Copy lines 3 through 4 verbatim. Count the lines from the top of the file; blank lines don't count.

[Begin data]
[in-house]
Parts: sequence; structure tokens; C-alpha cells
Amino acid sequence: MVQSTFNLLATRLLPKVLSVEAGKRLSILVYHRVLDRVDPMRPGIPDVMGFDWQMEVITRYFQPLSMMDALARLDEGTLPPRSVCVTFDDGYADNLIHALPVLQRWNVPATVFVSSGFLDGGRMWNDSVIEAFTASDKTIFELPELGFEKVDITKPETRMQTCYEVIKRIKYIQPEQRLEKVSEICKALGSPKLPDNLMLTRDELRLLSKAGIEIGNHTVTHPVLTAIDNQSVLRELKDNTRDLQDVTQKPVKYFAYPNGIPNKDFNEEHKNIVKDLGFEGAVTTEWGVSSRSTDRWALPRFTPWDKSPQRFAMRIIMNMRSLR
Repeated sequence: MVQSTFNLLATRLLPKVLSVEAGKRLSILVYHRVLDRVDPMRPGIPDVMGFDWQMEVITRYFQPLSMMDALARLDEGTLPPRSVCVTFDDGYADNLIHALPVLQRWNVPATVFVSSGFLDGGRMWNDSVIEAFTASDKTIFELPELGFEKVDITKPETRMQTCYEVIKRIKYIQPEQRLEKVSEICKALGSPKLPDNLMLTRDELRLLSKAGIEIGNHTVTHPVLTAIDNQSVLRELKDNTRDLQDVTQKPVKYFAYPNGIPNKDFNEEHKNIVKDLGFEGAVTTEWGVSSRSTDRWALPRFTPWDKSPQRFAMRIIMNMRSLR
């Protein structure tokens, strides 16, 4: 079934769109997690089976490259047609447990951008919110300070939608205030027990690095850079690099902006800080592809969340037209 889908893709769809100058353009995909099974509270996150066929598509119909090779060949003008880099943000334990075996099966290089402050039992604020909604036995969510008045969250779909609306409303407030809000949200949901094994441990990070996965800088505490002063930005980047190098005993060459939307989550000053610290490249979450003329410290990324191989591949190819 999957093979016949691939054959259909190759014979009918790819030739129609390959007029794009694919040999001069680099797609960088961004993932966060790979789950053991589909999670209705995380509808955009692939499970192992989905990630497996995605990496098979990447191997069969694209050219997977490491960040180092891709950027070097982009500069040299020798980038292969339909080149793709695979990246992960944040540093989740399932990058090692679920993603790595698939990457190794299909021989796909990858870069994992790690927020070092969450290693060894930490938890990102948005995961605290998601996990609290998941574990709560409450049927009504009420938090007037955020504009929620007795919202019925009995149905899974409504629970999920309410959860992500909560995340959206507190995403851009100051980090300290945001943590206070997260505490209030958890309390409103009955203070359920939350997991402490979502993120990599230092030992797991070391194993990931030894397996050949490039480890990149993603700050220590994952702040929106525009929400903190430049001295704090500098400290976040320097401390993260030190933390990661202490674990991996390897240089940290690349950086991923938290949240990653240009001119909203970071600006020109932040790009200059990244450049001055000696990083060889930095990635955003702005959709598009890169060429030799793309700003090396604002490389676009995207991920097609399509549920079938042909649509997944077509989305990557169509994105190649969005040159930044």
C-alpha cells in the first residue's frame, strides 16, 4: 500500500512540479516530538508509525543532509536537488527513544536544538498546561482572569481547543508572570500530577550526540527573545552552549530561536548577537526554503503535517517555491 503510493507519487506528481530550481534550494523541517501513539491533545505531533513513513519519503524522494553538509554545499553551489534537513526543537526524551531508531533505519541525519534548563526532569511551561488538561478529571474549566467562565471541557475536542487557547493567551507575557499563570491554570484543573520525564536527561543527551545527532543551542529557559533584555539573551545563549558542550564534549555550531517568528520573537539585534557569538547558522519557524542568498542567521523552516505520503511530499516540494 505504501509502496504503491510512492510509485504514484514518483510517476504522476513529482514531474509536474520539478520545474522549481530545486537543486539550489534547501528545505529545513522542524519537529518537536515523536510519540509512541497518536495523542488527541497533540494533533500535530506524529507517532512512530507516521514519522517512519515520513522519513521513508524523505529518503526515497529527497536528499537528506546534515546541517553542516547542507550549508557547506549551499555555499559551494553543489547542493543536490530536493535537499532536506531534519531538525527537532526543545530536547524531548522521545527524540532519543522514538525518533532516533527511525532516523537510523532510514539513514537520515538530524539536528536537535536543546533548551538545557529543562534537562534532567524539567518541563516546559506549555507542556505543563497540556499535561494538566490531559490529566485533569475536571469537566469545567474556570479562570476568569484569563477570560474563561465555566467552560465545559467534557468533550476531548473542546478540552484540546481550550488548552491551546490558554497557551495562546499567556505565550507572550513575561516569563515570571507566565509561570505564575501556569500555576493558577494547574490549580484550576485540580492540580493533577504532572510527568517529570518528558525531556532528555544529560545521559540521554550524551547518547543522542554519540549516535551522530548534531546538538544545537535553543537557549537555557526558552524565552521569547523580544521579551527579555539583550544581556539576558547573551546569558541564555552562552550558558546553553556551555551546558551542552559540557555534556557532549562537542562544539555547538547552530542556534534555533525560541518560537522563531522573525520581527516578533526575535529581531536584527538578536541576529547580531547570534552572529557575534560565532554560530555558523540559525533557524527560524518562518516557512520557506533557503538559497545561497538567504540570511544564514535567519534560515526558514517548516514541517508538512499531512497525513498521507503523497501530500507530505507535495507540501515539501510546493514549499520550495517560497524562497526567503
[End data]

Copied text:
Amino acid sequence: MVQSTFNLLATRLLPKVLSVEAGKRLSILVYHRVLDRVDPMRPGIPDVMGFDWQMEVITRYFQPLSMMDALARLDEGTLPPRSVCVTFDDGYADNLIHALPVLQRWNVPATVFVSSGFLDGGRMWNDSVIEAFTASDKTIFELPELGFEKVDITKPETRMQTCYEVIKRIKYIQPEQRLEKVSEICKALGSPKLPDNLMLTRDELRLLSKAGIEIGNHTVTHPVLTAIDNQSVLRELKDNTRDLQDVTQKPVKYFAYPNGIPNKDFNEEHKNIVKDLGFEGAVTTEWGVSSRSTDRWALPRFTPWDKSPQRFAMRIIMNMRSLR
Repeated sequence: MVQSTFNLLATRLLPKVLSVEAGKRLSILVYHRVLDRVDPMRPGIPDVMGFDWQMEVITRYFQPLSMMDALARLDEGTLPPRSVCVTFDDGYADNLIHALPVLQRWNVPATVFVSSGFLDGGRMWNDSVIEAFTASDKTIFELPELGFEKVDITKPETRMQTCYEVIKRIKYIQPEQRLEKVSEICKALGSPKLPDNLMLTRDELRLLSKAGIEIGNHTVTHPVLTAIDNQSVLRELKDNTRDLQDVTQKPVKYFAYPNGIPNKDFNEEHKNIVKDLGFEGAVTTEWGVSSRSTDRWALPRFTPWDKSPQRFAMRIIMNMRSLR